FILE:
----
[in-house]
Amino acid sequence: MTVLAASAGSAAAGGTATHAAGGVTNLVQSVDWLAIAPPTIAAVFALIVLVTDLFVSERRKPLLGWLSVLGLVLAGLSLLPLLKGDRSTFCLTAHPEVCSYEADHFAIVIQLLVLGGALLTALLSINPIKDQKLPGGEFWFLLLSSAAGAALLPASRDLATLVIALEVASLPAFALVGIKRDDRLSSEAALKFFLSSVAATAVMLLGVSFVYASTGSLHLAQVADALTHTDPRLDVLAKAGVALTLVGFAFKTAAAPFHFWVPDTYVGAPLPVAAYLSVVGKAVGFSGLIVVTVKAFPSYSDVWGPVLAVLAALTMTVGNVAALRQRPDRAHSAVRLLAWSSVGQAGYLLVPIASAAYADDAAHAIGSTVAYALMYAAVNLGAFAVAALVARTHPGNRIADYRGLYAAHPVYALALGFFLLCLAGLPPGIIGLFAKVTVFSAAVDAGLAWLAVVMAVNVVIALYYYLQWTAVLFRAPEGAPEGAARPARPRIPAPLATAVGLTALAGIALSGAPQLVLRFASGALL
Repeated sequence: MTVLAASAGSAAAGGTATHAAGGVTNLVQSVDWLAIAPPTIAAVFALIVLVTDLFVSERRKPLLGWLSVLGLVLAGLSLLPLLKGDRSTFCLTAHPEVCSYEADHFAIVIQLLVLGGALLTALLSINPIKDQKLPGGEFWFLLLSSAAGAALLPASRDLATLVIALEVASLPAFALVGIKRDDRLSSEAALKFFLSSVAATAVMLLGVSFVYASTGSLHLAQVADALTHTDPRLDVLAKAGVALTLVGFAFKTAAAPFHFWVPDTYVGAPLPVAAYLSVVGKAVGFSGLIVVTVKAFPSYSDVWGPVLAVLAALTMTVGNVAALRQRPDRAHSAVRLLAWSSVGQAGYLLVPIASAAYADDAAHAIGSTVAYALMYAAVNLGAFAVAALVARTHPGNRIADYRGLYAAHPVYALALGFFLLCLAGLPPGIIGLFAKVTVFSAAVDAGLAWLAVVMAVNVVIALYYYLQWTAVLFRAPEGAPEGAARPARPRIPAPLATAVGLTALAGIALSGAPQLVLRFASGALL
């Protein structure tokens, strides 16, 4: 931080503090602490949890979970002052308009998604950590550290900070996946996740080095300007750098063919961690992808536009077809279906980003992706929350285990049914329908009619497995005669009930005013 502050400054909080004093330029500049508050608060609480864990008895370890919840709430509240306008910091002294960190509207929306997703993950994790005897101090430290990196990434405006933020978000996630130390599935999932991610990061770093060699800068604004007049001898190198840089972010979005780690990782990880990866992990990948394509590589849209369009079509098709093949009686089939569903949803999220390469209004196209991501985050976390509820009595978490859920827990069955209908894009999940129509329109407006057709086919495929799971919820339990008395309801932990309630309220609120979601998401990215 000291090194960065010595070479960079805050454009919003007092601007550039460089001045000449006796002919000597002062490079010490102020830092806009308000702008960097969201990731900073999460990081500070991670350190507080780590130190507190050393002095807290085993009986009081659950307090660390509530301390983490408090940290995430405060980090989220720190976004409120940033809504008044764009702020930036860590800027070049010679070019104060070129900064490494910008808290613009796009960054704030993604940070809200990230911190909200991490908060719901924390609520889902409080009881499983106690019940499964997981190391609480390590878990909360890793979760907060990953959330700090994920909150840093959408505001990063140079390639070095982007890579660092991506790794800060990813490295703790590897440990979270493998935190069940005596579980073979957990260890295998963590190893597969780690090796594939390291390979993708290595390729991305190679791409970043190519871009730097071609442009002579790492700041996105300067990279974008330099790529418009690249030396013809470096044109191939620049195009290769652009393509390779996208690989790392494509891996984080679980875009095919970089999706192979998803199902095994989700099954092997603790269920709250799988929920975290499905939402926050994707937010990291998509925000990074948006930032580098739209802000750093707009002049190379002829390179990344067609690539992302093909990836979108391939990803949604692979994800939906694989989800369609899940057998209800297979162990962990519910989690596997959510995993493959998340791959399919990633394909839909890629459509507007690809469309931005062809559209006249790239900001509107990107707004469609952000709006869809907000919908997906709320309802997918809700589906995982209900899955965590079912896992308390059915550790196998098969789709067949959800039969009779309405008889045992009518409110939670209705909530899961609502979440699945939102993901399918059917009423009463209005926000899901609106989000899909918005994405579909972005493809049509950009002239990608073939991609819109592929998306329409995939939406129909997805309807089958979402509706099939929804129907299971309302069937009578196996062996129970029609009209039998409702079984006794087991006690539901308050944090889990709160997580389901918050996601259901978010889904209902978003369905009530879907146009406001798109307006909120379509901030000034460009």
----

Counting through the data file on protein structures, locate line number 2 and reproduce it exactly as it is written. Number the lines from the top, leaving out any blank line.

Amino acid sequence: MTVLAASAGSAAAGGTATHAAGGVTNLVQSVDWLAIAPPTIAAVFALIVLVTDLFVSERRKPLLGWLSVLGLVLAGLSLLPLLKGDRSTFCLTAHPEVCSYEADHFAIVIQLLVLGGALLTALLSINPIKDQKLPGGEFWFLLLSSAAGAALLPASRDLATLVIALEVASLPAFALVGIKRDDRLSSEAALKFFLSSVAATAVMLLGVSFVYASTGSLHLAQVADALTHTDPRLDVLAKAGVALTLVGFAFKTAAAPFHFWVPDTYVGAPLPVAAYLSVVGKAVGFSGLIVVTVKAFPSYSDVWGPVLAVLAALTMTVGNVAALRQRPDRAHSAVRLLAWSSVGQAGYLLVPIASAAYADDAAHAIGSTVAYALMYAAVNLGAFAVAALVARTHPGNRIADYRGLYAAHPVYALALGFFLLCLAGLPPGIIGLFAKVTVFSAAVDAGLAWLAVVMAVNVVIALYYYLQWTAVLFRAPEGAPEGAARPARPRIPAPLATAVGLTALAGIALSGAPQLVLRFASGALL